Find the ideal partner
Seeking the right kind of help to improve your brand’s customer experience is a key step. There are many solutions out there: the ride-alongs that are hitching rides on the headless freight train; those that have been recently investing in their headless capability; and those that have prioritized and understood the importance of API-led solutions and have been using them to power commerce for decades.
One of these solutions that finds itself in the third basket, which saw early on the direction of ecommerce, is Salesforce, which provides headless capabilities via Salesforce Commerce Cloud.
Salesforce Commerce Cloud provides easy-to-use drag-and-drop tools as well as a rich partner ecosystem (which humbly includes ArganoUV) to define your next ecommerce upgrade. Not to mention that, with many brands and retailers experiencing holiday-season footfall on their websites, headlessness can help to prepare them for sustained peaks in traffic this year.
Spread the word internally
Salesforce actually has advice on how to massage your leadership emotionally into thinking of headlessness. “Bring marketers, merchandisers, and digital teams together,” said Salesforce in a blog post, “as they are the ones who will need to evangelize the approach. Many organizations see the move to headless as an IT-led decision. But as it takes many lines of business to ensure commerce success, the same stakeholders should also lead a commerce transformation.
They actually advise not to mention the term “headless commerce” as it may come across as too nuanced if it’s brought up too soon.
Test and make mistakes
For brands that are more old-school in their practices, who are used to the meticulous planning of each and every step, and who devote a lot of time to such undertakings, it may come as a cultural shock to work agile, to streamline and launch quickly, to use customer feedback and integrate that into new iterations.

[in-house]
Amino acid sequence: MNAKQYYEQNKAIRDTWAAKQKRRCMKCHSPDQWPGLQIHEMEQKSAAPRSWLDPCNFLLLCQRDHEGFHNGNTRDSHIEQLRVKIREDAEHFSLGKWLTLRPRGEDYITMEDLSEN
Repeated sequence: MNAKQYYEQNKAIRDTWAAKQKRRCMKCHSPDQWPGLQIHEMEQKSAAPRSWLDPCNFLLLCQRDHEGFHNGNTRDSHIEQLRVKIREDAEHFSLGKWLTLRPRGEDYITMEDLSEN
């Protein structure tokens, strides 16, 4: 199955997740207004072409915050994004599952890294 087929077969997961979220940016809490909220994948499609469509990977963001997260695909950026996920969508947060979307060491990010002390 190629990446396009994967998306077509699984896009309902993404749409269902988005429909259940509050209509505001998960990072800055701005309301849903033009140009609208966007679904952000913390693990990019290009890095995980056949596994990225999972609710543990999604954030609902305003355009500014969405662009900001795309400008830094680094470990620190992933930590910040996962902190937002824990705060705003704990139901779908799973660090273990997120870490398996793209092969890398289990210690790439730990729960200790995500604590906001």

Here’s one example, for sports brand Under Armour – which runs their ecommerce site on Salesforce Commerce Cloud – they had a particular problem: with the majority of their traffic coming from mobile, low conversions and AOV translated as a $115 million hole between mobile visits and sales. As a response, they worked with SFCC and Mobify (a headless commerce solution that is now integrated into SFCC) to build progressive web apps across dozens of markets. Their headless, API-focused renovation enabled them to launch live fast, review the corresponding results, and adapt accordingly to provide elevated online experiences.
Distill the digital experience
Using APIs to integrate broader third-party sources, such as messenger apps, Instagram Shop, TikTok, can deliver a more unified experience. But that’s just the beginning of headless commerce. You can reach even further by plugging ecommerce into marketing, service, and order management, to create a unified platform that is home for all data.